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Thomas Crown (Pierce Brosnan) is an incredibly successful,l and incredibly bored businessman. When not crashing expensive boats, or gambling extraordinary sums on single golf swings, he steals priceless paintings from the New York Museum of Art. Catherine Banning (Rene Russo), an insurance investigator, comes into town after Crown steals a particularly swank Monet, and joins forces with the NYPD to uncover the millionaire’s extra curricular activities. Crown takes a shine to Banning, and enjoys the challenge. The two embark on a shifty affair, much to the chagrin of Detective Michael McCann (Denis Leary).

Thomas Crown Affair, The
It’s so easy to outright dismiss John McTiernan as a filmmaker these days. Roller Ball and Basic are both so bad it’s impossible to ignore the quality shift from the lofty heights of The Predator, Die Hard, or even Hunt for Red October and Die Hard with a Vengeance. These two films rather deservedly crammed the poor guy so far into the dark, dank bowels of director jail they’ve created the rather palpable illusion of five or six major directorial misfires. But somewhere in the back of my mind a little voice keeps reminding me of The Thomas Crown Affair, and I’m forced to re-examine my assumptions. I’m also forced to notice that McTiernan only directed those two offending films since 1999, and two films really isn’t enough to call a career off (though I’m never going to get what people see in The Thirteenth Warrior). As a brief aside, this diamond at the edge of the rough also causes me to briefly re-examine my opinions on Kurt Wimmer, who wrote the Thomas Crown Affair script before directing his own duo of derivative junk films (I don’t see what so many others see in that gunkata movie). On second thought I’m willing to explore giving McTiernan the benefit of the doubt, but I really hated Ultraviolet, so I think I’ll consider Thomas Crown Affair an exception to Wimmer’s rule for the sake of simplicity.

Thomas Crown Affair is so effortlessly, breezily and buoyantly entertaining it’s hard to find anything worth complaining about. It’d be very difficult to argue that the film is some kind of masterpiece, misunderstood or otherwise, but you’d have to be pretty hard-hearted to not experience some minor variety of bliss while watching it. McTiernan is at home in terms of his technical direction comfort factor. The popcorn quality and tone keeps him from dealing with anything other than his action, and leaves his actors to hone their characters. The old-fashion qualities of the story keep the director from experimenting too much with music video editing styles, and shaky cameras, something that has cursed his more recent films, and the light-hearted tone forces him to deal in more elegant brand of breathless action. The dialogue scenes are vintage McTiernan, and would fit perfectly into the first Die Hard, but the less violent, more majestic qualities stand apart from most of the director’s catalogue. There’s a wonderful tempo to the film, which is very musical even when Bill Conti’s eclectic score isn’t supporting it. The only elements that emerge as particularly dated or silly, I’m afraid, are the often celebrated sex scenes, which I hate to admit look and sound a little Skinemax ten years later.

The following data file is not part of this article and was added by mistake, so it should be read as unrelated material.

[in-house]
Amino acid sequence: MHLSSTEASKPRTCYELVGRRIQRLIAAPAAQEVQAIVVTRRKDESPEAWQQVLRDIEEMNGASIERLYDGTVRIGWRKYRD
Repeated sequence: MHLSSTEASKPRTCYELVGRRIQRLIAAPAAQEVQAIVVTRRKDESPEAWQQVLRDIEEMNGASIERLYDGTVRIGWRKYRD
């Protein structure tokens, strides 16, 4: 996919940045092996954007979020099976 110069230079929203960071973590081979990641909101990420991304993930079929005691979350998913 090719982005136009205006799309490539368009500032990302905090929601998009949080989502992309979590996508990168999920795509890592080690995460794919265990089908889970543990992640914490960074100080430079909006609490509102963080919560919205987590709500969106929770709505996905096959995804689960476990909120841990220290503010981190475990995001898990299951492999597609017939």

Thomas Crown Affair, The
The actors sit very comfortably in their roles, so comfortably they almost seem typecast, which is a little disappointing, but not really a problem. Brosnan, who was still enjoying massive success as James Bond, basically plays 007 without the bloodlust, and Rene Russo, fresh off the Lethal Weapon sequels, basically plays Lorna Cole…without the bloodlust. The actors definitely have palpable chemistry, which helps McTiernan deal with the more jovial romantic scenes that constantly threaten to drag the pace into the realms of the genuinely tedious, but there are few scenes that see them trying all that hard. Russo clearly had more to prove at the time, acts out the bigger arc, and gets the better crying scenes, but it is hard to underestimate Brosnan’s sleepwalking skills. The leads fit so well into the film, it’s rather painful to recall that the original Thomas Crown Affair miscast Steve McQueen and Faye Dunaway. One almost assumes the original must’ve been a Cary Grant/Kathrine Hepburn vehicle.